There’s been a lot of talk recently about the economy and what impact the lower dairy prices will have. There’s no doubt the recent drop in international dairy prices will hurt farmers’ incomes and that in turn will have an effect on other businesses around the country. We all feel for New Zealanders who are affected by these events but it’s important to remember New Zealand has a resilient, diversified, and flexible economy. So, while dairy is down at the moment, prices for other exports are up and other sectors are also performing well, which is helping to offset the fall in dairy prices. Beef exports for New Zealand farmers, for example, have risen to record highs……. and annual fruit exports are also up 20 per cent on the previous year and at an all-time high of $2 billion. Exporters are also benefiting from a lower exchange rate, which is fallen around 25 per cent over the past year, which means they are getting better returns for the goods and services they sell overseas.
Tourism is thriving. Just last week official figures showed we broke through the 3 million figure for the first time in terms of the number of visitors who came to New Zealand in the past year. These visitors are also staying for longer, and spending more than ever before, which is helping to create more jobs and opportunities for New Zealanders. International education, where students come to study in New Zealand, is now worth $2.85 billion to the economy and is supporting 30,000 New Zealand jobs. So, while low dairy prices are undoubtedly a blow, economists are still forecasting growth of around 2 to 2.5 per cent a year, which is good, solid, and sustainable. This growth will build on the good economic performance New Zealand has experienced over the past few years.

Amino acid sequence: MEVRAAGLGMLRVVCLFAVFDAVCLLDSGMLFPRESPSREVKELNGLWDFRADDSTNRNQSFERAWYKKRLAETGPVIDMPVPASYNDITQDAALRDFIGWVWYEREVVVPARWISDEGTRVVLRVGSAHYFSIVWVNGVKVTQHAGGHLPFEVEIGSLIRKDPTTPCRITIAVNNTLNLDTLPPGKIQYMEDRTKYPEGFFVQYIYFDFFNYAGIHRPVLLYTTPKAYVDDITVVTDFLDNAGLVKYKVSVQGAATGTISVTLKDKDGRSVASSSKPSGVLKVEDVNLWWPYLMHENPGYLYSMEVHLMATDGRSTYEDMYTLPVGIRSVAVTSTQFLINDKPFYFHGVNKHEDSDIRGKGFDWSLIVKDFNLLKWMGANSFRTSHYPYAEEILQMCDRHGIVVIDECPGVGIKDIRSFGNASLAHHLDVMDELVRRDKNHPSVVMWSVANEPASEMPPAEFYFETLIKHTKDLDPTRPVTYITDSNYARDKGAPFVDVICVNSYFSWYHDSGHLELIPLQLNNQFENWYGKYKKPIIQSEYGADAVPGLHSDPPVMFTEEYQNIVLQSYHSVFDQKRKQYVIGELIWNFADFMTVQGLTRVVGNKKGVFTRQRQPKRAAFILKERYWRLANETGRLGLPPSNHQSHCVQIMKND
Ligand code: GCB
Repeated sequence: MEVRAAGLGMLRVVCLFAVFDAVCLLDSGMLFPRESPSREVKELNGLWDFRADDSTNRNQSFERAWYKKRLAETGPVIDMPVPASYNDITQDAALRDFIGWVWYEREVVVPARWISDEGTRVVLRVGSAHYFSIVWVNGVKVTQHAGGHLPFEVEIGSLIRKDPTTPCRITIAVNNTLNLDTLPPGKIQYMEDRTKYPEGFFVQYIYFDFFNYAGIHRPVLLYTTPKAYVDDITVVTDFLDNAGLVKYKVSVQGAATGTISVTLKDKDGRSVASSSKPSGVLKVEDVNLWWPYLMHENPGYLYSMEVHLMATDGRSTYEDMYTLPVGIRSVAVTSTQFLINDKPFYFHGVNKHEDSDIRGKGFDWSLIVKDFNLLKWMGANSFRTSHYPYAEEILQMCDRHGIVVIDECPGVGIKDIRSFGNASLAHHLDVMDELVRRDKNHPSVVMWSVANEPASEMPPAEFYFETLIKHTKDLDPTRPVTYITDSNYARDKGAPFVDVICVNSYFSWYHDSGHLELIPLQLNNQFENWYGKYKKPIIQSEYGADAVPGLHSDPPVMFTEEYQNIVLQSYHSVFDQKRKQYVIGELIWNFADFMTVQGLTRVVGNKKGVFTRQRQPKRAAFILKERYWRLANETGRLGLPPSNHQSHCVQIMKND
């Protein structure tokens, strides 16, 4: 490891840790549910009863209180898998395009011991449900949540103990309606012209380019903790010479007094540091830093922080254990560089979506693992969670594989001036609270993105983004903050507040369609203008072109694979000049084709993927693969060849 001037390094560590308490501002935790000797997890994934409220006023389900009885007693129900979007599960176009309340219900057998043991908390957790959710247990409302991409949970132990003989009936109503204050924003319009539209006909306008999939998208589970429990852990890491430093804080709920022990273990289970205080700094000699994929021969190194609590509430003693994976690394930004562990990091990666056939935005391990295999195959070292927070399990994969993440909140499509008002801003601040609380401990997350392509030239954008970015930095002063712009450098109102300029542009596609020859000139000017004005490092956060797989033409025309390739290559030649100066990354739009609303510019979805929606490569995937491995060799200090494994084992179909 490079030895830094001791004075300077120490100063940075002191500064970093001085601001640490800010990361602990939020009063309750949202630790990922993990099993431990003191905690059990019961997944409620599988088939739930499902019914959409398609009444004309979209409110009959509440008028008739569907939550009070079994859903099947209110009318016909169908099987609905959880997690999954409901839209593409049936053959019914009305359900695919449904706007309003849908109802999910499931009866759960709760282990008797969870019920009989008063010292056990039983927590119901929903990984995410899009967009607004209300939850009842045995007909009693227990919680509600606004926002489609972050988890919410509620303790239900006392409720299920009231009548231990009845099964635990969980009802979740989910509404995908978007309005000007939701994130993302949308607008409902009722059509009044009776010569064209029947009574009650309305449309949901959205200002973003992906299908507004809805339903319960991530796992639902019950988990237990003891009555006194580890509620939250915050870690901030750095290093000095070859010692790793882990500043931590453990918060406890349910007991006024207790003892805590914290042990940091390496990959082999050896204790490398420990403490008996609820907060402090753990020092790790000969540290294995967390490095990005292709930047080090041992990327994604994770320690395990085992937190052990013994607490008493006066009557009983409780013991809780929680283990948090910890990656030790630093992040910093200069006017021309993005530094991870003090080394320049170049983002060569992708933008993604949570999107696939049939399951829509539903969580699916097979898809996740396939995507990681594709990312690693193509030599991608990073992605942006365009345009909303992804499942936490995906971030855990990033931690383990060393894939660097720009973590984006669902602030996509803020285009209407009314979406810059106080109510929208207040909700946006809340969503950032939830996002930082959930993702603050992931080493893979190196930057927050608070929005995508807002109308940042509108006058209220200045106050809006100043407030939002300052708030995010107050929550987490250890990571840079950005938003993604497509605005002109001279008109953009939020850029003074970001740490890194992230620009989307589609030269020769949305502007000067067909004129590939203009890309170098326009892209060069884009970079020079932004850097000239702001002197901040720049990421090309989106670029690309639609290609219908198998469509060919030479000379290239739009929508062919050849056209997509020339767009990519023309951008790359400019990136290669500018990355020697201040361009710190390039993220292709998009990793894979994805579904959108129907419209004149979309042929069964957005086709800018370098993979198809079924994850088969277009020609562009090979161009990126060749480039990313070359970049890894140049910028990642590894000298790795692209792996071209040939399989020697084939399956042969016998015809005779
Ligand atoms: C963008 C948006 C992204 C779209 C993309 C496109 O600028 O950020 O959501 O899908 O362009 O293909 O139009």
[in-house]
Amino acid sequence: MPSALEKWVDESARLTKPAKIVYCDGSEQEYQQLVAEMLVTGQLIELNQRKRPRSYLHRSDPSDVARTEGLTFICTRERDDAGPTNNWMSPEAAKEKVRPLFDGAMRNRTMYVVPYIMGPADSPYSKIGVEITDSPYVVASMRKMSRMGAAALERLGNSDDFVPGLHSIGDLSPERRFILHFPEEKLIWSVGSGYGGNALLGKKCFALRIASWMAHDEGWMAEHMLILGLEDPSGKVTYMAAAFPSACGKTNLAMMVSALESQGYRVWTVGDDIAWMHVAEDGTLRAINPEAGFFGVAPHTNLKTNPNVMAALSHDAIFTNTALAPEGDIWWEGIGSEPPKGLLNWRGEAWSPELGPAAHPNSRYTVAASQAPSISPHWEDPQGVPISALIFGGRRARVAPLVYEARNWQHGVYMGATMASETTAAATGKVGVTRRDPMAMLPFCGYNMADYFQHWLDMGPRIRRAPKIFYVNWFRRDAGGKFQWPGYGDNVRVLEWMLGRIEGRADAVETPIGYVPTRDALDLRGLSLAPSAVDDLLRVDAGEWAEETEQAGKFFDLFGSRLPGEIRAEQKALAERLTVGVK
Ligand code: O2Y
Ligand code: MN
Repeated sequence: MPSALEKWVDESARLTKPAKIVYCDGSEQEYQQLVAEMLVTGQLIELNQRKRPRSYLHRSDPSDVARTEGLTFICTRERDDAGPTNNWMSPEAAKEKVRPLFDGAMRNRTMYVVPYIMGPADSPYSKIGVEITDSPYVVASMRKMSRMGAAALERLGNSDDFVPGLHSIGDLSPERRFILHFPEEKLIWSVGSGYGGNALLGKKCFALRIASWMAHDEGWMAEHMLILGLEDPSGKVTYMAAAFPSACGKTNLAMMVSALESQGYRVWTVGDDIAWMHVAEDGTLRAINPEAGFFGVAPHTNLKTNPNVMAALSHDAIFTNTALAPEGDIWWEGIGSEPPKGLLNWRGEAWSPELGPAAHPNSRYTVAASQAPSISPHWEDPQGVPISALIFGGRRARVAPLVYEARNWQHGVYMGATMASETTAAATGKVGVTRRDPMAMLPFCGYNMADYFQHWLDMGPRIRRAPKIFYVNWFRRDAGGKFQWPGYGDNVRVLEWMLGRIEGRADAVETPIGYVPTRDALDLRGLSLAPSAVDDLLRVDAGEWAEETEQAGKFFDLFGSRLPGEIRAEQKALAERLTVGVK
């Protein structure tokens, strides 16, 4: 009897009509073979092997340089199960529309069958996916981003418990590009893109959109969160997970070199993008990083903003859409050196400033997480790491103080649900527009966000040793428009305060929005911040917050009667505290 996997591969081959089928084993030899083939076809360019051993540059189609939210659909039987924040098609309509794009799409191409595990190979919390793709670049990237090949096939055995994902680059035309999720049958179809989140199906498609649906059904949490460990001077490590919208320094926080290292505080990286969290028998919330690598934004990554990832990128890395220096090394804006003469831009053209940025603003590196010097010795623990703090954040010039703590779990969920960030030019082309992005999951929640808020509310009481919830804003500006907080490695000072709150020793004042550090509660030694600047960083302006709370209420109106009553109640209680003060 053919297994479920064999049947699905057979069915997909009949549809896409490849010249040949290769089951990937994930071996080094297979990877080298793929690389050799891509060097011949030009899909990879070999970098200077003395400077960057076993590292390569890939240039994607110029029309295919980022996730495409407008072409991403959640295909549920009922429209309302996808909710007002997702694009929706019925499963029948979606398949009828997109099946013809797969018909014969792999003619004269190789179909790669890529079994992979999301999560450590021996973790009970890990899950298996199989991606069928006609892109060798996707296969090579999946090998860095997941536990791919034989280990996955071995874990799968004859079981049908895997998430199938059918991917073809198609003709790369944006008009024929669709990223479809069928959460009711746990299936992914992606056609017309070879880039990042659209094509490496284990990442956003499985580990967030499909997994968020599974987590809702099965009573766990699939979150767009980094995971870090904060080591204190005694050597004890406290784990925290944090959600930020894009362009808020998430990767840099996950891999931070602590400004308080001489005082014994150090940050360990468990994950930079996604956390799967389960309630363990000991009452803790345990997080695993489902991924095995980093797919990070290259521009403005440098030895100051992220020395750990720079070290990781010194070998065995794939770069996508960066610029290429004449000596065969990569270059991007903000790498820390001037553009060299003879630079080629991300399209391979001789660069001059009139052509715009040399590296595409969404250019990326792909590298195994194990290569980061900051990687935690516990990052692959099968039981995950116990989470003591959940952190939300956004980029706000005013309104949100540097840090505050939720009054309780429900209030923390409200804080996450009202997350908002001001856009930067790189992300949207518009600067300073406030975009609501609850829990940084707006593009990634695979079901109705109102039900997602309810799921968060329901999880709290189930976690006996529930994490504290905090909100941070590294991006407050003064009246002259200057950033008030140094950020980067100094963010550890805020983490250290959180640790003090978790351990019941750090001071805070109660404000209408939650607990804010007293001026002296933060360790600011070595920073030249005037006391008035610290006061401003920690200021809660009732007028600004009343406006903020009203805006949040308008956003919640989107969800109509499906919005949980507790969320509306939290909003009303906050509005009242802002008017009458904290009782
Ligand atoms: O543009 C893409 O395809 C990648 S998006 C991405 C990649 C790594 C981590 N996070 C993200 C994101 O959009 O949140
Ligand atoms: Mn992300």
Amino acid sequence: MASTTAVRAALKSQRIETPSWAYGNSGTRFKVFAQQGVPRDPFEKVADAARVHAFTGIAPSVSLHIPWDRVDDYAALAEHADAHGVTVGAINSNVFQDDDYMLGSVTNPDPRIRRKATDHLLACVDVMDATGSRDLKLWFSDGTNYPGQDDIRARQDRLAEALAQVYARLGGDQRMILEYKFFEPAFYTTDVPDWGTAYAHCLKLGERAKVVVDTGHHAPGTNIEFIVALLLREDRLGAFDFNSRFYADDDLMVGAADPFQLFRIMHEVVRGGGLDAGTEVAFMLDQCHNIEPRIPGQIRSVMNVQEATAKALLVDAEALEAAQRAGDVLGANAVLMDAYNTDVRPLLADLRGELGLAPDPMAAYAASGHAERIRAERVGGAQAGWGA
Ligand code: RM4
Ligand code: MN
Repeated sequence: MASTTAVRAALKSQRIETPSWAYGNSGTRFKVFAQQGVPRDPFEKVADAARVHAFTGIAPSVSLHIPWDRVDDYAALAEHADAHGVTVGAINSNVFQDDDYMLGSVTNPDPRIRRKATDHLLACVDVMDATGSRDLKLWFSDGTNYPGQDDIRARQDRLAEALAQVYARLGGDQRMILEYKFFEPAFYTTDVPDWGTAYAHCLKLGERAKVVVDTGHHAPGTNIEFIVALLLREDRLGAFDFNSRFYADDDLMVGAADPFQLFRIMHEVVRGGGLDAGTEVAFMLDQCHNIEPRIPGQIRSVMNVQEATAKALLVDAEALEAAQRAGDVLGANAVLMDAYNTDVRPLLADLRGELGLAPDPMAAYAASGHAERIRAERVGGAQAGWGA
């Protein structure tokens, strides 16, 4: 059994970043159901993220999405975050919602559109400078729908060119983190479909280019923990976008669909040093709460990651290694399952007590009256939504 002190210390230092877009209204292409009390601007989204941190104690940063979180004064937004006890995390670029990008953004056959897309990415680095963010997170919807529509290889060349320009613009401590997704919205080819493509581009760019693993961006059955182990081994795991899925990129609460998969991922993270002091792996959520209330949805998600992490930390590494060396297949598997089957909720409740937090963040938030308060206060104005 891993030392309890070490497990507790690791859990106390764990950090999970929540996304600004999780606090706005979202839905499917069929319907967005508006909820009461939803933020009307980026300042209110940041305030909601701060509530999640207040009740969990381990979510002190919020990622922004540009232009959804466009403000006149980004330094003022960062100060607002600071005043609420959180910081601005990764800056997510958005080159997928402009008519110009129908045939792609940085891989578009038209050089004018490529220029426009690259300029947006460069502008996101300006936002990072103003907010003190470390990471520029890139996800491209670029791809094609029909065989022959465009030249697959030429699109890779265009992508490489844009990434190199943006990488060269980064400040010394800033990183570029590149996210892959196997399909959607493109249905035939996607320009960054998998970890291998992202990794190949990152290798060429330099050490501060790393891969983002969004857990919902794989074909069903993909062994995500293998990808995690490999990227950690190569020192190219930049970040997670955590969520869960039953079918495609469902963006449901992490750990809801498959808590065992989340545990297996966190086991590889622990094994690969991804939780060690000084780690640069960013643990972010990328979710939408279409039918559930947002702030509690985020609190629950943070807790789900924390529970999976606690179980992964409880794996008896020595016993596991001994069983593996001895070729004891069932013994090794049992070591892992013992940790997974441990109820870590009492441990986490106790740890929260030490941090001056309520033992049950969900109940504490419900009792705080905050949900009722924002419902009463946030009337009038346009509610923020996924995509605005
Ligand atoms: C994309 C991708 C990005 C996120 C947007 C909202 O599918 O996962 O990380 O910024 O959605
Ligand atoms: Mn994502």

Since early 2011, nearly 200,000 new jobs have been created – that’s around 120 new jobs created every day. Our employment rate is also now at a near-record high and wages are rising much faster than inflation. National’s commitment to building a more competitive and productive economy is clearly working, as economic and job growth is expected to continue for the next few years. Dairy prices will recover over time and the longer-term outlook for the industry is positive. So I’m optimistic and confident about New Zealand’s future.